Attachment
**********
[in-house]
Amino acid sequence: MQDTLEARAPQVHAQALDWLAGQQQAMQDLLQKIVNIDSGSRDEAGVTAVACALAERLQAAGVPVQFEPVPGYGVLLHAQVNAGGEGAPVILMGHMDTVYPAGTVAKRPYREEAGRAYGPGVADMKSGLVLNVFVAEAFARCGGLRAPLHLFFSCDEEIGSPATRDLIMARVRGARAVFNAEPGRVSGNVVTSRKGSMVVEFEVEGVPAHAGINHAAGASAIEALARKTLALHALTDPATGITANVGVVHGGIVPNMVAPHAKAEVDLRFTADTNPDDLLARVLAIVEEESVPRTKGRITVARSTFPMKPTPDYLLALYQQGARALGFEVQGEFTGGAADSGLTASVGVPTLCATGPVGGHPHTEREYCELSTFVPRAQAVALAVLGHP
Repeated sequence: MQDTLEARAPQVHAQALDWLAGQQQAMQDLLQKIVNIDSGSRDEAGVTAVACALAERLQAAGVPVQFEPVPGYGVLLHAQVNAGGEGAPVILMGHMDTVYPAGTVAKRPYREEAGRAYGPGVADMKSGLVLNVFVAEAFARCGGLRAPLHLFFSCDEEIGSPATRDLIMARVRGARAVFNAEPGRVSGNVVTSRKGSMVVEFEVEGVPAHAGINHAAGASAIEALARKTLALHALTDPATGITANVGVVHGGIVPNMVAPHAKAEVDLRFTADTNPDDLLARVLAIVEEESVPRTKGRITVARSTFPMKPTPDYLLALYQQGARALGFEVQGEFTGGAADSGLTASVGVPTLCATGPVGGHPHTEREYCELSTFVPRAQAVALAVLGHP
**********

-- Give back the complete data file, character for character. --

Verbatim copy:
[in-house]
Amino acid sequence: MQDTLEARAPQVHAQALDWLAGQQQAMQDLLQKIVNIDSGSRDEAGVTAVACALAERLQAAGVPVQFEPVPGYGVLLHAQVNAGGEGAPVILMGHMDTVYPAGTVAKRPYREEAGRAYGPGVADMKSGLVLNVFVAEAFARCGGLRAPLHLFFSCDEEIGSPATRDLIMARVRGARAVFNAEPGRVSGNVVTSRKGSMVVEFEVEGVPAHAGINHAAGASAIEALARKTLALHALTDPATGITANVGVVHGGIVPNMVAPHAKAEVDLRFTADTNPDDLLARVLAIVEEESVPRTKGRITVARSTFPMKPTPDYLLALYQQGARALGFEVQGEFTGGAADSGLTASVGVPTLCATGPVGGHPHTEREYCELSTFVPRAQAVALAVLGHP
Repeated sequence: MQDTLEARAPQVHAQALDWLAGQQQAMQDLLQKIVNIDSGSRDEAGVTAVACALAERLQAAGVPVQFEPVPGYGVLLHAQVNAGGEGAPVILMGHMDTVYPAGTVAKRPYREEAGRAYGPGVADMKSGLVLNVFVAEAFARCGGLRAPLHLFFSCDEEIGSPATRDLIMARVRGARAVFNAEPGRVSGNVVTSRKGSMVVEFEVEGVPAHAGINHAAGASAIEALARKTLALHALTDPATGITANVGVVHGGIVPNMVAPHAKAEVDLRFTADTNPDDLLARVLAIVEEESVPRTKGRITVARSTFPMKPTPDYLLALYQQGARALGFEVQGEFTGGAADSGLTASVGVPTLCATGPVGGHPHTEREYCELSTFVPRAQAVALAVLGHP